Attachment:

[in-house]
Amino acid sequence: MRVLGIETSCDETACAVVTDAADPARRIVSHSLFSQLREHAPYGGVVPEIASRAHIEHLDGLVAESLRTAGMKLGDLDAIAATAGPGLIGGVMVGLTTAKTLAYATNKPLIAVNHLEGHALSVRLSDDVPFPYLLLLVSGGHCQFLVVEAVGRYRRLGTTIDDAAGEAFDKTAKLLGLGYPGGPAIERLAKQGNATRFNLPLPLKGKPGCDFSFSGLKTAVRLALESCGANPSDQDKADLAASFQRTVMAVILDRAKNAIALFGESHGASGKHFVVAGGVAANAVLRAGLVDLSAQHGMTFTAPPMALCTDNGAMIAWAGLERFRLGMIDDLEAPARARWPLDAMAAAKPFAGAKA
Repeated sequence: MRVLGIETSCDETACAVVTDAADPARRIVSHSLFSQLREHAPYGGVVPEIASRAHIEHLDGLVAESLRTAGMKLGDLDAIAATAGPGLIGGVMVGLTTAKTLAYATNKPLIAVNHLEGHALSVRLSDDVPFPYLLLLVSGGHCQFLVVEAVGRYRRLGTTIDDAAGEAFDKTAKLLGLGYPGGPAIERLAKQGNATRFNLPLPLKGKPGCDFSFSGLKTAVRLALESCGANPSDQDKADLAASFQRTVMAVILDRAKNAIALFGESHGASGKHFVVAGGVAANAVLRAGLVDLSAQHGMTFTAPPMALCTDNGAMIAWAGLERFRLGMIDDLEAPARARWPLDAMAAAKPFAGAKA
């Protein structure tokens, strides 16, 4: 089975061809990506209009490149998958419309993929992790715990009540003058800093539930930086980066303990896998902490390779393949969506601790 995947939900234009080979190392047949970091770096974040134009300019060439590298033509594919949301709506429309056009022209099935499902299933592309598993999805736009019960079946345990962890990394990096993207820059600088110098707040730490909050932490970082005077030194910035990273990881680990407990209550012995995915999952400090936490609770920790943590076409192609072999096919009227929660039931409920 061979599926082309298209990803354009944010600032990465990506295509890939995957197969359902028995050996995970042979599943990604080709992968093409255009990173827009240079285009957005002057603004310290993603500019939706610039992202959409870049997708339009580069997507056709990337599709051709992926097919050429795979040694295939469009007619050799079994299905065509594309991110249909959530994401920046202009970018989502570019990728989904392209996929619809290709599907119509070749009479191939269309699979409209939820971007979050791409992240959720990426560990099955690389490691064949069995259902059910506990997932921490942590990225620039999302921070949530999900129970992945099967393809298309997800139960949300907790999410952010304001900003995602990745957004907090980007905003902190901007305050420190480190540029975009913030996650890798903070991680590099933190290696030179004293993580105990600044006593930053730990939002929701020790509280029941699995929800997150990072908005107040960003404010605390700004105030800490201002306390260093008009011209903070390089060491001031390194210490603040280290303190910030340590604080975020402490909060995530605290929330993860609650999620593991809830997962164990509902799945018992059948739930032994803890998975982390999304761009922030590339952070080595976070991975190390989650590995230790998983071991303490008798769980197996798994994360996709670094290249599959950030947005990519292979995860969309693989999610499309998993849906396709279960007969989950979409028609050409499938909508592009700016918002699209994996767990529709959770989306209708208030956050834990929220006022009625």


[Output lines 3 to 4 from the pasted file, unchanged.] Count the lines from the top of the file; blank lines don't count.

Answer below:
Repeated sequence: MRVLGIETSCDETACAVVTDAADPARRIVSHSLFSQLREHAPYGGVVPEIASRAHIEHLDGLVAESLRTAGMKLGDLDAIAATAGPGLIGGVMVGLTTAKTLAYATNKPLIAVNHLEGHALSVRLSDDVPFPYLLLLVSGGHCQFLVVEAVGRYRRLGTTIDDAAGEAFDKTAKLLGLGYPGGPAIERLAKQGNATRFNLPLPLKGKPGCDFSFSGLKTAVRLALESCGANPSDQDKADLAASFQRTVMAVILDRAKNAIALFGESHGASGKHFVVAGGVAANAVLRAGLVDLSAQHGMTFTAPPMALCTDNGAMIAWAGLERFRLGMIDDLEAPARARWPLDAMAAAKPFAGAKA
């Protein structure tokens, strides 16, 4: 089975061809990506209009490149998958419309993929992790715990009540003058800093539930930086980066303990896998902490390779393949969506601790 995947939900234009080979190392047949970091770096974040134009300019060439590298033509594919949301709506429309056009022209099935499902299933592309598993999805736009019960079946345990962890990394990096993207820059600088110098707040730490909050932490970082005077030194910035990273990881680990407990209550012995995915999952400090936490609770920790943590076409192609072999096919009227929660039931409920 061979599926082309298209990803354009944010600032990465990506295509890939995957197969359902028995050996995970042979599943990604080709992968093409255009990173827009240079285009957005002057603004310290993603500019939706610039992202959409870049997708339009580069997507056709990337599709051709992926097919050429795979040694295939469009007619050799079994299905065509594309991110249909959530994401920046202009970018989502570019990728989904392209996929619809290709599907119509070749009479191939269309699979409209939820971007979050791409992240959720990426560990099955690389490691064949069995259902059910506990997932921490942590990225620039999302921070949530999900129970992945099967393809298309997800139960949300907790999410952010304001900003995602990745957004907090980007905003902190901007305050420190480190540029975009913030996650890798903070991680590099933190290696030179004293993580105990600044006593930053730990939002929701020790509280029941699995929800997150990072908005107040960003404010605390700004105030800490201002306390260093008009011209903070390089060491001031390194210490603040280290303190910030340590604080975020402490909060995530605290929330993860609650999620593991809830997962164990509902799945018992059948739930032994803890998975982390999304761009922030590339952070080595976070991975190390989650590995230790998983071991303490008798769980197996798994994360996709670094290249599959950030947005990519292979995860969309693989999610499309998993849906396709279960007969989950979409028609050409499938909508592009700016918002699209994996767990529709959770989306209708208030956050834990929220006022009625």